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Controversial New Federal Water Rule Hailed in WV

PHOTO: The EPA's new rule clarifies which waterways are covered by the Clean Water Act. Conservation groups in West Virginia think it could be especially important for rural areas. Photo courtesy West Virginia Dept. of Tourism.
PHOTO: The EPA's new rule clarifies which waterways are covered by the Clean Water Act. Conservation groups in West Virginia think it could be especially important for rural areas. Photo courtesy West Virginia Dept. of Tourism.
May 28, 2015

CHARLESTON, W. Va. – The Obama administration has released a new rule clarifying which waterways are covered by the Clean Water Act.

Many West Virginia conservationists say it's a promising step. Two court decisions have, in a sense, muddied the waters about which protections apply to a number of streams, creeks and wetlands.

Critics are describing the Waters of the U.S. rule as a federal power grab. But Cindy Rank, who chairs the West Virginia Highlands Conservancy's Mining Committee, says it just makes clear which waterways are protected – in her words, "Waters that we have always protected."

"It just will make it clearer after the confusion of the past several years, about these small headwater streams and wetlands, and connected areas," she explains.

The Environmental Protection Agency (EPA) says the new rule clarifies its jurisdiction on only three percent of the country's surface area, all of which had been covered by the Clean Water Act before.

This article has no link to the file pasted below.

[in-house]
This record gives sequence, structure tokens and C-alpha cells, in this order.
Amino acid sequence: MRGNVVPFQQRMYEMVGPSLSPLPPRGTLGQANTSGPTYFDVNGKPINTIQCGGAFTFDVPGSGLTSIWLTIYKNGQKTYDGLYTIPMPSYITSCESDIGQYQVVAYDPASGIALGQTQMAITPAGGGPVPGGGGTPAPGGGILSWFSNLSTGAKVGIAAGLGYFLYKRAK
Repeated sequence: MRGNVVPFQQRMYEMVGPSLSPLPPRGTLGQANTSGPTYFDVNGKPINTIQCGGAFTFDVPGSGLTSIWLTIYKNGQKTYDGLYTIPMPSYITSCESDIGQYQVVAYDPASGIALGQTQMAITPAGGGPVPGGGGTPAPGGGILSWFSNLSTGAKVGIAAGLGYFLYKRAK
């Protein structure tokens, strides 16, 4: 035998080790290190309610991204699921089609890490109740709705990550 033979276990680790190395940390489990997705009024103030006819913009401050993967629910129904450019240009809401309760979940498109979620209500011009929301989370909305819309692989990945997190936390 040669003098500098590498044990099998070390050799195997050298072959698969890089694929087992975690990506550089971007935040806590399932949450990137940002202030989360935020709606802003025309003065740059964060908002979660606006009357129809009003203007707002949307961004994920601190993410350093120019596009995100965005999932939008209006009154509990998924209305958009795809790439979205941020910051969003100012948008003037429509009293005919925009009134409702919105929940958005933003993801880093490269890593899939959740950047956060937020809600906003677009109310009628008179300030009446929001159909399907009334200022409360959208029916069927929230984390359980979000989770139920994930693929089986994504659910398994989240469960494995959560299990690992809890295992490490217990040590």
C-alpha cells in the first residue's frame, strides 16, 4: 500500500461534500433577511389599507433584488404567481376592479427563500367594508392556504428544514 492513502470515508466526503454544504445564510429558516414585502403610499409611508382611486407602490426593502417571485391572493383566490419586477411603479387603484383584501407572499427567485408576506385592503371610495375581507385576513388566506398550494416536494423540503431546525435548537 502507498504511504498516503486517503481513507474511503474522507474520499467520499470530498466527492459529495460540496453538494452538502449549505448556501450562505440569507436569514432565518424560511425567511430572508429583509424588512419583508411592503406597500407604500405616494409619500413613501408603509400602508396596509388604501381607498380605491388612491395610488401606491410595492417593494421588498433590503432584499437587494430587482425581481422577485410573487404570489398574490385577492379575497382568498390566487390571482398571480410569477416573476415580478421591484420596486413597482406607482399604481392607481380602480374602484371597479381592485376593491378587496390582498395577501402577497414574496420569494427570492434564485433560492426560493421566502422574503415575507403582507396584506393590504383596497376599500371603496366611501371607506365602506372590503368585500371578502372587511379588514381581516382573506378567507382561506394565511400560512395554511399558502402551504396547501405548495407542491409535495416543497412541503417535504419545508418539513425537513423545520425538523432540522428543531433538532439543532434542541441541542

Rank points out that it also reinforces existing agriculture exemptions. When it comes to the ways the rule could benefit them, she thinks farmers are being misled.

"What the Clean Water Act does is protect the waters they are dependent on for their crops, their animals and their livelihoods," says Rank. "Whoever misleads them is being very disingenuous."

Rank says she believes clarifying protections for small headwater streams will help hundreds of millions of Americans whose tap water is at risk when these upstream tributaries become polluted. She notes it is especially helpful for rural West Virginians.

"For some of us, who live out in the hills and hollows and depend them for our water resources - our drinking water, water for our animals or homes - they are very important, for themselves," she says.

While finalizing the rule, the EPA and the U.S. Army Corps of Engineers held more than 400 public meetings and considered more than a million public comments.

According to the EPA, nearly 90 percent of public comments favored the rule. However, some farm and mining groups and real estate developers say the new rule hampers their operations by controlling every tiny stream and wetland.

Dan Heyman, Public News Service - WV